Left: Poplin Cotton, Right: Lawn Cotton
If you’re anything like me, you’ll often struggle to discern between poplin and lawn cotton. I believe people often buy poplin, believing it’s lawn cotton. But there are some distinct differences that can make all the difference to your dressmaking.
Poplin is a durable, lightweight cotton. It’s not dissimilar to quilting cotton, though of a lighter heft and less prone to creasing. It has a tight weave, which in my experience can make it surprisingly tricky to sew with: it often seems to resist a needle. I use a fine, microtex needle – and even then my stitching can be uneven in tension with lots of ‘bounce’ on the rear.
FUN FACT Poplin’s name is inspired by a 15th-century pope, based in Avignon where the fabric was once made.
Lawn cotton also uses a tight weave but a finer thread, giving it a buttery smooth surface texture. (You can see a full run down on Liberty Tana Lawn here.) It’s finer than poplin, with a crisp hand. Don’t buy lawn cotton if you’re looking for drape. It needs careful finishing because of the lightness of fabric. When I made my M6885 in lawn cotton, I avoided the overlocker and chose French seams.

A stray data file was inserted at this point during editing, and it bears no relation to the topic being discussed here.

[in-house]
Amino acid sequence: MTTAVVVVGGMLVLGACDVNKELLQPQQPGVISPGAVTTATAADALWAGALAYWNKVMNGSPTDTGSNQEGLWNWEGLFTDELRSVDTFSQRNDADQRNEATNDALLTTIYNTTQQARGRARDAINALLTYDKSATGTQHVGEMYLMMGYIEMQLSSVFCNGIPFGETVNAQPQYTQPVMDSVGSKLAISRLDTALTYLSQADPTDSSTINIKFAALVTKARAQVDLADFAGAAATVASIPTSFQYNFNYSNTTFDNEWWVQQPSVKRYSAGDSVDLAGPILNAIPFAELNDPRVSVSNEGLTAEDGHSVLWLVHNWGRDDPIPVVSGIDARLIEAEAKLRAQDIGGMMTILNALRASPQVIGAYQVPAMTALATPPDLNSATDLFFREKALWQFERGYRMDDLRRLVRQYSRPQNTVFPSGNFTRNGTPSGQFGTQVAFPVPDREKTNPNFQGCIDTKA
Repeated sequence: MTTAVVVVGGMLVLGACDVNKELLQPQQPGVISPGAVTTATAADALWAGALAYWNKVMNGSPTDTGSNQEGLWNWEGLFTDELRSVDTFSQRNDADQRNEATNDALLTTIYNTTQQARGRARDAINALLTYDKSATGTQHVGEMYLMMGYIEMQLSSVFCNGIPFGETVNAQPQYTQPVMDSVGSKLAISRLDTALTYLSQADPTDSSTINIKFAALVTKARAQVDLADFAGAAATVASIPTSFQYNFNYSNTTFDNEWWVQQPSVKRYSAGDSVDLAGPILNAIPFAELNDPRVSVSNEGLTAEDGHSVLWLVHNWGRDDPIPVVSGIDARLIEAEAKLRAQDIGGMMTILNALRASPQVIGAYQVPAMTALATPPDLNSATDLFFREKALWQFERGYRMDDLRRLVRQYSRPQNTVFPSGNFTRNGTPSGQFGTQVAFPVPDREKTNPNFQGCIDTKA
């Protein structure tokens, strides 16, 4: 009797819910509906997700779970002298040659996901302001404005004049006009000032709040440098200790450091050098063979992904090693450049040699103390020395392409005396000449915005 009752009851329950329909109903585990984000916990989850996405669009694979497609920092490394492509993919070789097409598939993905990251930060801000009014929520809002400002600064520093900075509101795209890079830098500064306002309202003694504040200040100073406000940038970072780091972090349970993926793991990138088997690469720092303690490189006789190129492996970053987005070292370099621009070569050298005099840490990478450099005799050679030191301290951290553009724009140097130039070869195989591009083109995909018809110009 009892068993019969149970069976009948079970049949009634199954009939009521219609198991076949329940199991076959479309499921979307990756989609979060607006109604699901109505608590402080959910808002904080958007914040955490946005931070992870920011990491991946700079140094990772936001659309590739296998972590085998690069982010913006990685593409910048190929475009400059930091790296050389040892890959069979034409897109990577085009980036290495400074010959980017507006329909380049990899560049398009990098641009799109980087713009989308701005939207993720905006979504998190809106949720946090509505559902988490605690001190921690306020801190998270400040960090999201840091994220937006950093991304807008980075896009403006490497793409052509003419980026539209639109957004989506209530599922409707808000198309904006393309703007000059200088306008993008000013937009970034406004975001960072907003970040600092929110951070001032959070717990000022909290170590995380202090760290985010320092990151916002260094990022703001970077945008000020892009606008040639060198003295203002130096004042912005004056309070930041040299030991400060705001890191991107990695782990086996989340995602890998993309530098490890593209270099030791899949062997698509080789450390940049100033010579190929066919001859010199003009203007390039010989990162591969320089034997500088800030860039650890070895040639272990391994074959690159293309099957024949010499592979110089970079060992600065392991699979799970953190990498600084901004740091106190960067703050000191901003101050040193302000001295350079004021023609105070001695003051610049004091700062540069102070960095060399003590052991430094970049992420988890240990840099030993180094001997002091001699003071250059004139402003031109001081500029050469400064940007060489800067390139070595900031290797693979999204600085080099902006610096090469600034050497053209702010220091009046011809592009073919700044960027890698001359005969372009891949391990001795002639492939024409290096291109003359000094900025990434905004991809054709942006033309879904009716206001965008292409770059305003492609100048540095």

My acid test is to hold both fabrics up to a strong light. Lawn will show more translucency. Very difficult to photograph, but discernible to the eye.
If you’re buying online, remember to check the fabric description. If you’re buying in person, don’t be embarrassed to check with a member of staff. Is this lawn or poplin? Either way, a decent shop should accurately label.
You can’t go that far wrong. Both are really nice, high quality fabrics. But a lightweight lawn feels like a breeze against your skin. You may need to wear layers beneath, but it’s worth it. Poplin is beautiful in its own way, and possibly a tad more practical. It all depends on the project.
Which do you prefer? Any tips for choosing cottons?
“When the evening for the small party came, she found that the poplin wouldn’t do at all, for the other girls were putting on thin dresses and making themselves very fine indeed.” Little Women, Louisa May Alcott